Yeltsin killed man in 'drunken hit and run', biographer claims

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The Independent Online

Boris Yeltsin, Russia's first democratically elected leader, has been accused of killing a man in a drunken hit-and-run accident when in power and of ordering his aides to cover it up.

Boris Yeltsin, Russia's first democratically elected leader, has been accused of killing a man in a drunken hit-and-run accident when in power and of ordering his aides to cover it up.

The incident, which is alleged to have taken place in the early 1990s, is detailed in an updated biography of Russia's first post-Soviet president written by his former top aide and senior bodyguard, Alexander Korzhakov.

Mr Korzhakov's book, Boris Yeltsin: From Dawn to Dusk, was published in 1997 but a new chapter containing the damaging new allegations has been added recently.

Now a deputy in the Russian parliament, Mr Korzhakov enjoyed unrivalled access to Mr Yeltsin and his secrets during his rocky 1991-1999 presidency, acting as his closest adviser for much of it. The two men fell out in 1996 when Mr Korzhakov was fired from his post as head of the presidential security service in a power struggle for the ailing president's ear.

Since then, he has had no qualms about revealing the colourful details of Mr Yeltsin's self-confessed alcohol problem, but these latest claims appear to be more serious. Bizarrely, they also appear to incriminate Mr Korzhakov, since he claims he was the aide who covered up the scandal.

He says the accident took place after the men had been drinking at a banya [bath house] in rural Russia. "Boris Nikolayevich ... simply wanted to go for a drive, to practise driving a car," he writes.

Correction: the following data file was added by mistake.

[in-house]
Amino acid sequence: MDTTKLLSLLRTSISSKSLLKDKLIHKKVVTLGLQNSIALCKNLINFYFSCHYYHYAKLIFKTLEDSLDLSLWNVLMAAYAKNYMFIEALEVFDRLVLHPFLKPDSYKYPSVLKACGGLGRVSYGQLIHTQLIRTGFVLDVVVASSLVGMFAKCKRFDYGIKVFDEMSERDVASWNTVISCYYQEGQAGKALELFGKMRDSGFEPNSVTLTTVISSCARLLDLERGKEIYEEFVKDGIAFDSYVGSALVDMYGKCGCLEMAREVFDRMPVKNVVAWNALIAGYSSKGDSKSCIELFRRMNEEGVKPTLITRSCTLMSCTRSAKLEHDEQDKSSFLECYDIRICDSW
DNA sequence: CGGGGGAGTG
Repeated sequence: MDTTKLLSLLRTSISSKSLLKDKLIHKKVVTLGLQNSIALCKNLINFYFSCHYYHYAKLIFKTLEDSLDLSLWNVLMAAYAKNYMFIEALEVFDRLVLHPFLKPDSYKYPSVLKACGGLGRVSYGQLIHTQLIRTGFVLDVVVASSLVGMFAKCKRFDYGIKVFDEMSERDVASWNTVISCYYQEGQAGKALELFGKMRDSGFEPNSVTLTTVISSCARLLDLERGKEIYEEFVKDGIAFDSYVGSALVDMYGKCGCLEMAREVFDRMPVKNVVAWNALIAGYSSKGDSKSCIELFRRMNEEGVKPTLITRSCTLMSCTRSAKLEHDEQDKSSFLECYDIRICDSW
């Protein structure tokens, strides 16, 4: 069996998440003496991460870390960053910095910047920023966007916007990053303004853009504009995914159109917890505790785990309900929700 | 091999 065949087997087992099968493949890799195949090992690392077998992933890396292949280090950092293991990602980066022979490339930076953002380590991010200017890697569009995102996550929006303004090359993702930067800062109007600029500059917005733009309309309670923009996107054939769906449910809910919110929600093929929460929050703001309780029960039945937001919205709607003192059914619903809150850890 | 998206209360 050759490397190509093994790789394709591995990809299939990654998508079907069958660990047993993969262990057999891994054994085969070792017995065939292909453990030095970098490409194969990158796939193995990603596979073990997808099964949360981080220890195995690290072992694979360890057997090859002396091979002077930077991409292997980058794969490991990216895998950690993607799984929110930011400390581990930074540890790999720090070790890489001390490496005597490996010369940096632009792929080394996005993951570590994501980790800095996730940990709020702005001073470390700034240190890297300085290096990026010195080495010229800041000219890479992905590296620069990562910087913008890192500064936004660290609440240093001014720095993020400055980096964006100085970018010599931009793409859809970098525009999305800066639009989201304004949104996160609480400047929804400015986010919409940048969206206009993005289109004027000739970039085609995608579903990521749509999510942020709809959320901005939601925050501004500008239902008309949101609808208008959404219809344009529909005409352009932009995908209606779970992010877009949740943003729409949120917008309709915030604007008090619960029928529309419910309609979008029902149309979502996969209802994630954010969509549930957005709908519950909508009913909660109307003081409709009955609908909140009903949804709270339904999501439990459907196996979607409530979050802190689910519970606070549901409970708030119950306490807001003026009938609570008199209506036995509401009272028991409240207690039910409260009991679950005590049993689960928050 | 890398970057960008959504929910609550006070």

"[But] as bad luck would have it, there was a Zhiguli [a type of car] and a motorcycle on the country road about 500 metres from the village in those early hours." The driver of the car was talking through an open door to the motorcyclist.

Mr Korzhakov claims that his drunken boss mixed up the accelerator and the brake in his alcohol-fuelled stupor, hit both pedals, and that the motorcyclist received serious wounds from which he later died.

"We bought [him] medicine and changed doctors and hospitals [to cover the tracks] but after six months he died. We buried him as well since he did not have any close relatives."

"Yeltsin never asked about the killed man. Maybe he had no time - he was dying to become the guarantor of the constitution. This was his first victim for the sake of democracy."

Mr Korzhakov, 54, says that the car's owner never reported the accident to police, had his damaged vehicle expertly repaired and that, thanks to Mr Korzhakov, nobody found out what had happened. "The situation was wired - Russia's hope was drunk and scared behind the wheel and nearby was a damaged car and injured motorcyclist."

Asked recently by the Moscow Times when and where the incident took place, he would only say "in a certain small village" in the early 1990s. Other remarks suggest it was 1991.

Mr Yeltsin, now 73 and retired, has so far not responded but has denied other claims made by Mr Korzhakov in the past, dismissing them as the rantings of an embittered former confidant. Mr Korzhakov, a former KGB employee, worked for Mr Yeltsin for 11 years and was claimed to be the power behind the throne. He claims that he used to water down his boss's vodka.

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